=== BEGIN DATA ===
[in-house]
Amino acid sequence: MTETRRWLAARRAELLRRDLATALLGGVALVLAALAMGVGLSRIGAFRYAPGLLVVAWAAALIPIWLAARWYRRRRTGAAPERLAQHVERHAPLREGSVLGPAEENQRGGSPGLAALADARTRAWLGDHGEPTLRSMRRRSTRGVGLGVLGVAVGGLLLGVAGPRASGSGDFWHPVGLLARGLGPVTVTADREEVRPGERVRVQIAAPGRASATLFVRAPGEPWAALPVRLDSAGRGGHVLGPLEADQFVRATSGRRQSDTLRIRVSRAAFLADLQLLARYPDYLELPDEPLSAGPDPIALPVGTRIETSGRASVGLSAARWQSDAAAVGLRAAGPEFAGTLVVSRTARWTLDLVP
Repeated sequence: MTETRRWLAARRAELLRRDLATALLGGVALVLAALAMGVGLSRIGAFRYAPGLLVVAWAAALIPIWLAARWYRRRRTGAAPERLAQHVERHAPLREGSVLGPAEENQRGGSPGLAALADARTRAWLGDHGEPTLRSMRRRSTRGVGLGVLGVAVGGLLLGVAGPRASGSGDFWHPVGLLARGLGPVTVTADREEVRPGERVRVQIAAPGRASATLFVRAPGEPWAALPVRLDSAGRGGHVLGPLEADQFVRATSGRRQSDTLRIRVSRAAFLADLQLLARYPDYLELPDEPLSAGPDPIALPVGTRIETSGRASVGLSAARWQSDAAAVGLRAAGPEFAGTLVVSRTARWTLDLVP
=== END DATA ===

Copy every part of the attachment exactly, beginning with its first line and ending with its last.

[in-house]
Amino acid sequence: MTETRRWLAARRAELLRRDLATALLGGVALVLAALAMGVGLSRIGAFRYAPGLLVVAWAAALIPIWLAARWYRRRRTGAAPERLAQHVERHAPLREGSVLGPAEENQRGGSPGLAALADARTRAWLGDHGEPTLRSMRRRSTRGVGLGVLGVAVGGLLLGVAGPRASGSGDFWHPVGLLARGLGPVTVTADREEVRPGERVRVQIAAPGRASATLFVRAPGEPWAALPVRLDSAGRGGHVLGPLEADQFVRATSGRRQSDTLRIRVSRAAFLADLQLLARYPDYLELPDEPLSAGPDPIALPVGTRIETSGRASVGLSAARWQSDAAAVGLRAAGPEFAGTLVVSRTARWTLDLVP
Repeated sequence: MTETRRWLAARRAELLRRDLATALLGGVALVLAALAMGVGLSRIGAFRYAPGLLVVAWAAALIPIWLAARWYRRRRTGAAPERLAQHVERHAPLREGSVLGPAEENQRGGSPGLAALADARTRAWLGDHGEPTLRSMRRRSTRGVGLGVLGVAVGGLLLGVAGPRASGSGDFWHPVGLLARGLGPVTVTADREEVRPGERVRVQIAAPGRASATLFVRAPGEPWAALPVRLDSAGRGGHVLGPLEADQFVRATSGRRQSDTLRIRVSRAAFLADLQLLARYPDYLELPDEPLSAGPDPIALPVGTRIETSGRASVGLSAARWQSDAAAVGLRAAGPEFAGTLVVSRTARWTLDLVP